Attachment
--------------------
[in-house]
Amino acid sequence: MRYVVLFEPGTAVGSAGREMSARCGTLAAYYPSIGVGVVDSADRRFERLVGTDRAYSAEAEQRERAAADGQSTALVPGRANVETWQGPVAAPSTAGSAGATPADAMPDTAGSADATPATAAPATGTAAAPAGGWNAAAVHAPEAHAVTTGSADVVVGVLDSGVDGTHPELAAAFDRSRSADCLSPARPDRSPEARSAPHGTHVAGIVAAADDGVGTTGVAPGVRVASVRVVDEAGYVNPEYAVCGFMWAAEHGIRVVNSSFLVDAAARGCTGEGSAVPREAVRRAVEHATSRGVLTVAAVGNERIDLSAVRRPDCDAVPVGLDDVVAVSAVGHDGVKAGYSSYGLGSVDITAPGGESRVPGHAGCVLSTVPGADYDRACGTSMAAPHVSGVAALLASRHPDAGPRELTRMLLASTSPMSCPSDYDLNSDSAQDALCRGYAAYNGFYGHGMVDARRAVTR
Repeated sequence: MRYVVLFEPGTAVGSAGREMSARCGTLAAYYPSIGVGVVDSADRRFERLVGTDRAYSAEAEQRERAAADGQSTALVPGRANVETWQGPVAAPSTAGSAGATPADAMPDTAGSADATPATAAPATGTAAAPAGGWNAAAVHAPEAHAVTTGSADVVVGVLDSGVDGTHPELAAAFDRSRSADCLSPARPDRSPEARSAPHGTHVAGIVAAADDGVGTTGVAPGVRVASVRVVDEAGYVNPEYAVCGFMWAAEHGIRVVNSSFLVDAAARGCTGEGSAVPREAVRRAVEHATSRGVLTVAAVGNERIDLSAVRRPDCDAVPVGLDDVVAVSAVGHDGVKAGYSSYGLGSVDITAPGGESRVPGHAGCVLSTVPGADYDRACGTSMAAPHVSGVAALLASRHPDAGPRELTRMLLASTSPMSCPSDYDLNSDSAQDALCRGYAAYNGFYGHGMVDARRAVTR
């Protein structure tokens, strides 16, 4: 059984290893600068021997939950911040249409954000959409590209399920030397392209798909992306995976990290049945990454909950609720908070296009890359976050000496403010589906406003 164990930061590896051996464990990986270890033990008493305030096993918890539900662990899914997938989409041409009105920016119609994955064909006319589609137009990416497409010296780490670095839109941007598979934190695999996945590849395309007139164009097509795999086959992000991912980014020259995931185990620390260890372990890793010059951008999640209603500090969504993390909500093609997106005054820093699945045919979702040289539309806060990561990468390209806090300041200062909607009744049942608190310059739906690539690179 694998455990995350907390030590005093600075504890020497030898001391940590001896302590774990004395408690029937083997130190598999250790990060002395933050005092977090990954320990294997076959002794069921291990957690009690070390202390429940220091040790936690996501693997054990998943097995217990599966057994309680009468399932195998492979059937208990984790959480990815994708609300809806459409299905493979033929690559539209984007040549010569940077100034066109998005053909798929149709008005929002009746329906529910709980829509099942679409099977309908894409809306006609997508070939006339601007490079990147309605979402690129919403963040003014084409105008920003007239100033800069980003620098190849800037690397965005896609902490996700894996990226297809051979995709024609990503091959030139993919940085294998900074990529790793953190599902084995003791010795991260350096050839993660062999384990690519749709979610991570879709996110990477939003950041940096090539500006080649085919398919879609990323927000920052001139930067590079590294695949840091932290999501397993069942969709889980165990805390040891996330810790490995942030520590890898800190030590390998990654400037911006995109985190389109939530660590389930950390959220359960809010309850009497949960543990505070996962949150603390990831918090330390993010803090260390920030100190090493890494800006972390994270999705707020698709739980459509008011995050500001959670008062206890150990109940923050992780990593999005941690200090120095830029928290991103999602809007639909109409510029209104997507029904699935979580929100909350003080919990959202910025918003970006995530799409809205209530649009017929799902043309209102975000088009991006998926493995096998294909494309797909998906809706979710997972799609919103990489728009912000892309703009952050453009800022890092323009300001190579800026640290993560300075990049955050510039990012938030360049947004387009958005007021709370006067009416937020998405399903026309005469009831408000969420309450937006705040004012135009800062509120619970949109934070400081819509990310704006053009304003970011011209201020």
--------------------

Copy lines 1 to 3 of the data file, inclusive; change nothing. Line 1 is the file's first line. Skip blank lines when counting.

[in-house]
Amino acid sequence: MRYVVLFEPGTAVGSAGREMSARCGTLAAYYPSIGVGVVDSADRRFERLVGTDRAYSAEAEQRERAAADGQSTALVPGRANVETWQGPVAAPSTAGSAGATPADAMPDTAGSADATPATAAPATGTAAAPAGGWNAAAVHAPEAHAVTTGSADVVVGVLDSGVDGTHPELAAAFDRSRSADCLSPARPDRSPEARSAPHGTHVAGIVAAADDGVGTTGVAPGVRVASVRVVDEAGYVNPEYAVCGFMWAAEHGIRVVNSSFLVDAAARGCTGEGSAVPREAVRRAVEHATSRGVLTVAAVGNERIDLSAVRRPDCDAVPVGLDDVVAVSAVGHDGVKAGYSSYGLGSVDITAPGGESRVPGHAGCVLSTVPGADYDRACGTSMAAPHVSGVAALLASRHPDAGPRELTRMLLASTSPMSCPSDYDLNSDSAQDALCRGYAAYNGFYGHGMVDARRAVTR
Repeated sequence: MRYVVLFEPGTAVGSAGREMSARCGTLAAYYPSIGVGVVDSADRRFERLVGTDRAYSAEAEQRERAAADGQSTALVPGRANVETWQGPVAAPSTAGSAGATPADAMPDTAGSADATPATAAPATGTAAAPAGGWNAAAVHAPEAHAVTTGSADVVVGVLDSGVDGTHPELAAAFDRSRSADCLSPARPDRSPEARSAPHGTHVAGIVAAADDGVGTTGVAPGVRVASVRVVDEAGYVNPEYAVCGFMWAAEHGIRVVNSSFLVDAAARGCTGEGSAVPREAVRRAVEHATSRGVLTVAAVGNERIDLSAVRRPDCDAVPVGLDDVVAVSAVGHDGVKAGYSSYGLGSVDITAPGGESRVPGHAGCVLSTVPGADYDRACGTSMAAPHVSGVAALLASRHPDAGPRELTRMLLASTSPMSCPSDYDLNSDSAQDALCRGYAAYNGFYGHGMVDARRAVTR